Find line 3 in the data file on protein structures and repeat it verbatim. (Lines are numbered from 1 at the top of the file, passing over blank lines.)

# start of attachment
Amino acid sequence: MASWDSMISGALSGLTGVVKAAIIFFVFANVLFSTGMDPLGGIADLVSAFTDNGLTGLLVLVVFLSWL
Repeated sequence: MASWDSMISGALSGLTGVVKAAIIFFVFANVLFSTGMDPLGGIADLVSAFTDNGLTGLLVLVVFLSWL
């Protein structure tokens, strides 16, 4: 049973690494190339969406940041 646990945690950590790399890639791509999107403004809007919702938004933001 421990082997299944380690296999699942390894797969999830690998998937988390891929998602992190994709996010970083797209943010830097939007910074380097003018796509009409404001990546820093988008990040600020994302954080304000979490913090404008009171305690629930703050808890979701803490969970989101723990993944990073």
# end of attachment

């Protein structure tokens, strides 16, 4: 049973690494190339969406940041 646990945690950590790399890639791509999107403004809007919702938004933001 421990082997299944380690296999699942390894797969999830690998998937988390891929998602992190994709996010970083797209943010830097939007910074380097003018796509009409404001990546820093988008990040600020994302954080304000979490913090404008009171305690629930703050808890979701803490969970989101723990993944990073």